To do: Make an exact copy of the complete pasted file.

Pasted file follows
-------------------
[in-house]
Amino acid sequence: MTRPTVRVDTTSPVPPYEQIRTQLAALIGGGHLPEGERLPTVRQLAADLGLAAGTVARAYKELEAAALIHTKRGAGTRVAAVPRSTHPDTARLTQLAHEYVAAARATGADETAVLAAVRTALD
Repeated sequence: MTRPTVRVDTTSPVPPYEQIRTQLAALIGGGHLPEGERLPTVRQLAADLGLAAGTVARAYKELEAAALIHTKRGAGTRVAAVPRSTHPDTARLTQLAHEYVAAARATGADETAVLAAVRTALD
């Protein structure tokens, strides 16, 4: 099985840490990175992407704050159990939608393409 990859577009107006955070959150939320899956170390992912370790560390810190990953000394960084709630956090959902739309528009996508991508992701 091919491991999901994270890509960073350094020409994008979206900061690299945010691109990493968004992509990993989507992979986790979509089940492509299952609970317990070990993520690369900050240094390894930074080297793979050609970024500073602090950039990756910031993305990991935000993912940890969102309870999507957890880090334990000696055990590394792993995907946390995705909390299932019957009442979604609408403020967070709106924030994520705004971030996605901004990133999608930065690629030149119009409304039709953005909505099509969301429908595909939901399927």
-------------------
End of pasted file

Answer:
[in-house]
Amino acid sequence: MTRPTVRVDTTSPVPPYEQIRTQLAALIGGGHLPEGERLPTVRQLAADLGLAAGTVARAYKELEAAALIHTKRGAGTRVAAVPRSTHPDTARLTQLAHEYVAAARATGADETAVLAAVRTALD
Repeated sequence: MTRPTVRVDTTSPVPPYEQIRTQLAALIGGGHLPEGERLPTVRQLAADLGLAAGTVARAYKELEAAALIHTKRGAGTRVAAVPRSTHPDTARLTQLAHEYVAAARATGADETAVLAAVRTALD
């Protein structure tokens, strides 16, 4: 099985840490990175992407704050159990939608393409 990859577009107006955070959150939320899956170390992912370790560390810190990953000394960084709630956090959902739309528009996508991508992701 091919491991999901994270890509960073350094020409994008979206900061690299945010691109990493968004992509990993989507992979986790979509089940492509299952609970317990070990993520690369900050240094390894930074080297793979050609970024500073602090950039990756910031993305990991935000993912940890969102309870999507957890880090334990000696055990590394792993995907946390995705909390299932019957009442979604609408403020967070709106924030994520705004971030996605901004990133999608930065690629030149119009409304039709953005909505099509969301429908595909939901399927």